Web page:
The outer layer of our skin is normally impermeable, keeping body fluids in and everything else out. Now researchers have found that acoustic waves can make the skin temporarily permeable, so doctors can sample body fluids or inject medication without piercing the skin. They can generate these acoustic waves using ultrasound or a shockwave from a pulsed laser.
Clinical trials are already under way on an ultrasonic system for measuring glucose levels in diabetics, developed at the Massachusetts Institute of Technology in Cambridge. And just a short distance away, Massachusetts General Hospital in Boston is testing a drug delivery system that uses laser technology.Sound waves temporarily change the structure of the impermeable outer layer of skin, which consists of dead skin cells encased in layers of fat molecules and is between 10 micrometers and 15 micrometres thick. A few minutes of low-frequency ultrasound - sound greater in frequency than 20 kilohertz at the threshold of human hearing - creates tiny cavities.
These holes allow large molecules to pass through the fat layer for several hours, says Joseph Kost, a professor of chemical engineering from Ben Gurion University of the Negev in Beersheeva, Israel, who is on sabbatical at MIT. At a meeting of the Acoustical Society of America in Seattle next week, he will reveal how the technique can deliver drugs and perform tests.
With MIT's Bob Langer and Samir Mitragotri, Kost is focusing initially on glucose testing.
Physicians recommend that diabetics test blood glucose at least three times a day, but few jab their fingers that often to draw blood. The noninvasive acoustic technique makes it much easier - all patients have to do is place a glucose-monitoring patch over the permeable spot.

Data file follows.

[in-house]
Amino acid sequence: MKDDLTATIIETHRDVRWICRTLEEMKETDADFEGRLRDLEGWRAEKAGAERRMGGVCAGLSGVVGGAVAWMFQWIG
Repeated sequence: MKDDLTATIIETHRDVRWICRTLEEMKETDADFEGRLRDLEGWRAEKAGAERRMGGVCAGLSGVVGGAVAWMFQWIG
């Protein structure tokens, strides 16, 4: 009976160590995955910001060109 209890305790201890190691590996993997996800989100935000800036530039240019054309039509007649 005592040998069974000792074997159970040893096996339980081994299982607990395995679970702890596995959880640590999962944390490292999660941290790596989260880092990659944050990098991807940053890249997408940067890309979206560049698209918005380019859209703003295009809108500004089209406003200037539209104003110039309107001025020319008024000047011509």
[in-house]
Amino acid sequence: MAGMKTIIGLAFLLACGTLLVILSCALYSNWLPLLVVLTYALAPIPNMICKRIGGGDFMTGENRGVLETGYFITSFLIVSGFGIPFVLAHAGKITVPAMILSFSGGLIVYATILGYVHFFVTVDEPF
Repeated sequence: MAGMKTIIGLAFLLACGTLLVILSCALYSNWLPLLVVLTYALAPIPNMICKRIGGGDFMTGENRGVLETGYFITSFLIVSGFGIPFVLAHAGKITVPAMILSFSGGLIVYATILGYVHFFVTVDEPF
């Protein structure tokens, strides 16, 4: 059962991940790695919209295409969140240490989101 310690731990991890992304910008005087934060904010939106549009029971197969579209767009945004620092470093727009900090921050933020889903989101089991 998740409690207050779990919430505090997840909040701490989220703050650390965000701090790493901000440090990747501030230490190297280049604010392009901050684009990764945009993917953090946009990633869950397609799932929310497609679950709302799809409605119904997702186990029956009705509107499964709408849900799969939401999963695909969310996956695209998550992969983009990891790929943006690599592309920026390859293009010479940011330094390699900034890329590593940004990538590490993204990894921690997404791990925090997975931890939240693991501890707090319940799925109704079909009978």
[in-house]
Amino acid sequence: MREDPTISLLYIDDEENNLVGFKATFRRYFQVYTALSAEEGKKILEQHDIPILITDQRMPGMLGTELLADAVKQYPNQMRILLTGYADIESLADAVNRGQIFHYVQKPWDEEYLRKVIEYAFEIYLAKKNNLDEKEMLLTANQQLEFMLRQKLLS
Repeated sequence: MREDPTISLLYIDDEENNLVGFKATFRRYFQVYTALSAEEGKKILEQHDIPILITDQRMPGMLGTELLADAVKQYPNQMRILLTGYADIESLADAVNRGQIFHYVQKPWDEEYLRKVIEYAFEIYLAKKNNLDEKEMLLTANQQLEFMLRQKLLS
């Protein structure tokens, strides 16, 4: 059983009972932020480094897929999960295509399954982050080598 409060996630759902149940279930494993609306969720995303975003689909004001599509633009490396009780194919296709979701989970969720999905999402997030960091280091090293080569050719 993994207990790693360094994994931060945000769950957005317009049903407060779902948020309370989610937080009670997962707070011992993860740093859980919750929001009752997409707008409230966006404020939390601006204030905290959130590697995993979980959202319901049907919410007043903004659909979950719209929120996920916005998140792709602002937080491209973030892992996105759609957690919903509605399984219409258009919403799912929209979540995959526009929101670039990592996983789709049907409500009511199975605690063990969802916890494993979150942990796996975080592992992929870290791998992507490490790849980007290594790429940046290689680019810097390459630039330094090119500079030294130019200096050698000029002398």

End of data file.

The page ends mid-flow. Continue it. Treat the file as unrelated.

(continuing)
Initial tests used a desktop device, but Kost and Langer have formed a company to develop a hand-held, battery-powered ultrasound generator for use at home. They plan clinical tests of a similar system to deliver insulin or other drugs.
Meanwhile, Apostolos Doukas at Massachusetts General is using laser pulses to generate the acoustic waves that make the skin permeable. He fires a short laser pulse at a plastic disc laid on the skin, producing a stress wave that lasts 0.2 microseconds to create the temporary pores. Drugs applied between the disc and the skin can then diffuse through the pores while the barrier remains open.
"For large molecules the barrier recovers in a couple of minutes, for small molecules it can be 15 minutes to half an hour," Doukas says. As with the ultrasonic technique, patients in the trials said they felt no pain.
Small pulsed lasers can also penetrate the skin, but they drill holes which, like needle pricks, can cause pain and take time to heal.